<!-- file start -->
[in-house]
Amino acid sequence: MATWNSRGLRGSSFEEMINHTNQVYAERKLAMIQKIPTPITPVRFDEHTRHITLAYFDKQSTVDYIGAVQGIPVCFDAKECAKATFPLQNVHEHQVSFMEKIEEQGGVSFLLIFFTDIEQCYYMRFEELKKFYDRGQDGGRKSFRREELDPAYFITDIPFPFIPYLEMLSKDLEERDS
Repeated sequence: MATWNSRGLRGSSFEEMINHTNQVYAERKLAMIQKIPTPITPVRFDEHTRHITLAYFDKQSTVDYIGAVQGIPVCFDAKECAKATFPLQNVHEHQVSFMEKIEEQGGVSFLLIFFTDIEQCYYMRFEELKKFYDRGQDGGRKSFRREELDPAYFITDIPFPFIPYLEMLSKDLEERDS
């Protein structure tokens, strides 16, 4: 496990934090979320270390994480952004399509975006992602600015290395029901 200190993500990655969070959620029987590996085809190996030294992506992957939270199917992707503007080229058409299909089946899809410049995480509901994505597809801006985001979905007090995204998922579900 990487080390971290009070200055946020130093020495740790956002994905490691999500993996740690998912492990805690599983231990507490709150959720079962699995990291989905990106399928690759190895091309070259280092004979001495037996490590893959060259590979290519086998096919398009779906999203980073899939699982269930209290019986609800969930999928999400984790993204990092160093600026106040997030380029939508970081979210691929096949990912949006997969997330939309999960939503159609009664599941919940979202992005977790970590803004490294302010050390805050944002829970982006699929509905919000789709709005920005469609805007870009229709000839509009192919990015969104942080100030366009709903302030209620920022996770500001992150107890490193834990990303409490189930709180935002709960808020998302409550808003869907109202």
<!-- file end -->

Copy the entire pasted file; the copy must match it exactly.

[in-house]
Amino acid sequence: MATWNSRGLRGSSFEEMINHTNQVYAERKLAMIQKIPTPITPVRFDEHTRHITLAYFDKQSTVDYIGAVQGIPVCFDAKECAKATFPLQNVHEHQVSFMEKIEEQGGVSFLLIFFTDIEQCYYMRFEELKKFYDRGQDGGRKSFRREELDPAYFITDIPFPFIPYLEMLSKDLEERDS
Repeated sequence: MATWNSRGLRGSSFEEMINHTNQVYAERKLAMIQKIPTPITPVRFDEHTRHITLAYFDKQSTVDYIGAVQGIPVCFDAKECAKATFPLQNVHEHQVSFMEKIEEQGGVSFLLIFFTDIEQCYYMRFEELKKFYDRGQDGGRKSFRREELDPAYFITDIPFPFIPYLEMLSKDLEERDS
């Protein structure tokens, strides 16, 4: 496990934090979320270390994480952004399509975006992602600015290395029901 200190993500990655969070959620029987590996085809190996030294992506992957939270199917992707503007080229058409299909089946899809410049995480509901994505597809801006985001979905007090995204998922579900 990487080390971290009070200055946020130093020495740790956002994905490691999500993996740690998912492990805690599983231990507490709150959720079962699995990291989905990106399928690759190895091309070259280092004979001495037996490590893959060259590979290519086998096919398009779906999203980073899939699982269930209290019986609800969930999928999400984790993204990092160093600026106040997030380029939508970081979210691929096949990912949006997969997330939309999960939503159609009664599941919940979202992005977790970590803004490294302010050390805050944002829970982006699929509905919000789709709005920005469609805007870009229709000839509009192919990015969104942080100030366009709903302030209620920022996770500001992150107890490193834990990303409490189930709180935002709960808020998302409550808003869907109202």